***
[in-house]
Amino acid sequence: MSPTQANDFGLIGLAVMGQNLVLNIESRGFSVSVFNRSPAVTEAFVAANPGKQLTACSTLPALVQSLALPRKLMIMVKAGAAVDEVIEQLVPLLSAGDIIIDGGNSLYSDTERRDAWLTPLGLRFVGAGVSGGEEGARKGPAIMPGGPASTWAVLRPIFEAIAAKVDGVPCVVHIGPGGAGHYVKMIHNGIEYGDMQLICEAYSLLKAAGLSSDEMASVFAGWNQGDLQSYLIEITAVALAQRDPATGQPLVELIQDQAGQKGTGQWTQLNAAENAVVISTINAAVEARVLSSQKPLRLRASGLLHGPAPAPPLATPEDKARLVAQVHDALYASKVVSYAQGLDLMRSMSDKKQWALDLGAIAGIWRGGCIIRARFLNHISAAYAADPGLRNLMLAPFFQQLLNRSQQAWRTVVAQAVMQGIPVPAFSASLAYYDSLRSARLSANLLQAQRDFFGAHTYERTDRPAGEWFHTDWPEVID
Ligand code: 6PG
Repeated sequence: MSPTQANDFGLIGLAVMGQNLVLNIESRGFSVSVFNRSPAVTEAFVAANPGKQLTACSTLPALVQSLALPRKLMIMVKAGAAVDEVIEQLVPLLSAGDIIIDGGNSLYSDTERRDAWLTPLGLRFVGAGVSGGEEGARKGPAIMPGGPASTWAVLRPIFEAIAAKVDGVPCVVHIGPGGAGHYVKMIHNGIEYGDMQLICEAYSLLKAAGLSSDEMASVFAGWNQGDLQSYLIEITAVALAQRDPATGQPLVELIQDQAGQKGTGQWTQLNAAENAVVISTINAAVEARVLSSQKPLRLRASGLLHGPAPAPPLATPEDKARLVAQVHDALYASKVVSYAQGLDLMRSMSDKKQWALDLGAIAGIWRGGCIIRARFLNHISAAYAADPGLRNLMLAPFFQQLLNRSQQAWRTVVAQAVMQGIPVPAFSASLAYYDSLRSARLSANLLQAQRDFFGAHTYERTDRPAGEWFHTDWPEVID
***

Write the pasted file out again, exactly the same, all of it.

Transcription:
[in-house]
Amino acid sequence: MSPTQANDFGLIGLAVMGQNLVLNIESRGFSVSVFNRSPAVTEAFVAANPGKQLTACSTLPALVQSLALPRKLMIMVKAGAAVDEVIEQLVPLLSAGDIIIDGGNSLYSDTERRDAWLTPLGLRFVGAGVSGGEEGARKGPAIMPGGPASTWAVLRPIFEAIAAKVDGVPCVVHIGPGGAGHYVKMIHNGIEYGDMQLICEAYSLLKAAGLSSDEMASVFAGWNQGDLQSYLIEITAVALAQRDPATGQPLVELIQDQAGQKGTGQWTQLNAAENAVVISTINAAVEARVLSSQKPLRLRASGLLHGPAPAPPLATPEDKARLVAQVHDALYASKVVSYAQGLDLMRSMSDKKQWALDLGAIAGIWRGGCIIRARFLNHISAAYAADPGLRNLMLAPFFQQLLNRSQQAWRTVVAQAVMQGIPVPAFSASLAYYDSLRSARLSANLLQAQRDFFGAHTYERTDRPAGEWFHTDWPEVID
Ligand code: 6PG
Repeated sequence: MSPTQANDFGLIGLAVMGQNLVLNIESRGFSVSVFNRSPAVTEAFVAANPGKQLTACSTLPALVQSLALPRKLMIMVKAGAAVDEVIEQLVPLLSAGDIIIDGGNSLYSDTERRDAWLTPLGLRFVGAGVSGGEEGARKGPAIMPGGPASTWAVLRPIFEAIAAKVDGVPCVVHIGPGGAGHYVKMIHNGIEYGDMQLICEAYSLLKAAGLSSDEMASVFAGWNQGDLQSYLIEITAVALAQRDPATGQPLVELIQDQAGQKGTGQWTQLNAAENAVVISTINAAVEARVLSSQKPLRLRASGLLHGPAPAPPLATPEDKARLVAQVHDALYASKVVSYAQGLDLMRSMSDKKQWALDLGAIAGIWRGGCIIRARFLNHISAAYAADPGLRNLMLAPFFQQLLNRSQQAWRTVVAQAVMQGIPVPAFSASLAYYDSLRSARLSANLLQAQRDFFGAHTYERTDRPAGEWFHTDWPEVID